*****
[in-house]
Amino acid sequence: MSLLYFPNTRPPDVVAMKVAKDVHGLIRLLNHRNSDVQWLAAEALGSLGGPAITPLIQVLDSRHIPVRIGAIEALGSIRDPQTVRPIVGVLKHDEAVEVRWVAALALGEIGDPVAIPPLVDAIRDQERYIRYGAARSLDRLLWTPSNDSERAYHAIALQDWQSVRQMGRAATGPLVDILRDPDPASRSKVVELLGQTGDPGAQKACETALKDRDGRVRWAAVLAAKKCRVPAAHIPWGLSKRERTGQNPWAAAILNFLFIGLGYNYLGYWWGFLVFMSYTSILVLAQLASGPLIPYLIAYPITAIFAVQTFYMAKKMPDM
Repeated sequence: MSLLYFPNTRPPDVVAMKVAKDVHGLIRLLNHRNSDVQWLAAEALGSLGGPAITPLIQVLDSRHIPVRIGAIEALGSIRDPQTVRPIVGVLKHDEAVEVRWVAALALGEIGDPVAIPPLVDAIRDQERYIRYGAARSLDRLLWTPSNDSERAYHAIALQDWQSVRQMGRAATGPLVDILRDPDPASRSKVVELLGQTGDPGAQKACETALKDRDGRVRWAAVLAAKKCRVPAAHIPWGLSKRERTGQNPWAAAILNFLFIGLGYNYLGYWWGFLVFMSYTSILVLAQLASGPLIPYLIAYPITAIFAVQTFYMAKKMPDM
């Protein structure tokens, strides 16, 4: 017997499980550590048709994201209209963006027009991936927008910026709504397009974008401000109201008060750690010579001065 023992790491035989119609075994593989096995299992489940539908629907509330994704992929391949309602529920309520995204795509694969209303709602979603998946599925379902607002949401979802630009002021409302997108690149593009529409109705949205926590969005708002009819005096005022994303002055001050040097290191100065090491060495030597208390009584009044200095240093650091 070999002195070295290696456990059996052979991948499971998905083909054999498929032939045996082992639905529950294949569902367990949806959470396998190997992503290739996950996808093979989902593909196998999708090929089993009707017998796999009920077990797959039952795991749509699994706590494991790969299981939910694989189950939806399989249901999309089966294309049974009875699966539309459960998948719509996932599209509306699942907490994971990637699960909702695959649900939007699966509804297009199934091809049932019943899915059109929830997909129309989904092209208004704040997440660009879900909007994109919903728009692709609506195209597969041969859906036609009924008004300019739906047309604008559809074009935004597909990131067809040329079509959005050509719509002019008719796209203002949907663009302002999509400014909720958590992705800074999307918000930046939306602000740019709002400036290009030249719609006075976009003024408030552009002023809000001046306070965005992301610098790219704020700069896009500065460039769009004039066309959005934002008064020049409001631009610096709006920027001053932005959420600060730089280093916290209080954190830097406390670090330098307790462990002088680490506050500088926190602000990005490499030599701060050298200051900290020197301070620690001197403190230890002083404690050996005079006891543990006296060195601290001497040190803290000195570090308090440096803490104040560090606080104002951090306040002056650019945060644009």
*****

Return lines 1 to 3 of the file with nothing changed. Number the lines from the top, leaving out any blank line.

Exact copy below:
[in-house]
Amino acid sequence: MSLLYFPNTRPPDVVAMKVAKDVHGLIRLLNHRNSDVQWLAAEALGSLGGPAITPLIQVLDSRHIPVRIGAIEALGSIRDPQTVRPIVGVLKHDEAVEVRWVAALALGEIGDPVAIPPLVDAIRDQERYIRYGAARSLDRLLWTPSNDSERAYHAIALQDWQSVRQMGRAATGPLVDILRDPDPASRSKVVELLGQTGDPGAQKACETALKDRDGRVRWAAVLAAKKCRVPAAHIPWGLSKRERTGQNPWAAAILNFLFIGLGYNYLGYWWGFLVFMSYTSILVLAQLASGPLIPYLIAYPITAIFAVQTFYMAKKMPDM
Repeated sequence: MSLLYFPNTRPPDVVAMKVAKDVHGLIRLLNHRNSDVQWLAAEALGSLGGPAITPLIQVLDSRHIPVRIGAIEALGSIRDPQTVRPIVGVLKHDEAVEVRWVAALALGEIGDPVAIPPLVDAIRDQERYIRYGAARSLDRLLWTPSNDSERAYHAIALQDWQSVRQMGRAATGPLVDILRDPDPASRSKVVELLGQTGDPGAQKACETALKDRDGRVRWAAVLAAKKCRVPAAHIPWGLSKRERTGQNPWAAAILNFLFIGLGYNYLGYWWGFLVFMSYTSILVLAQLASGPLIPYLIAYPITAIFAVQTFYMAKKMPDM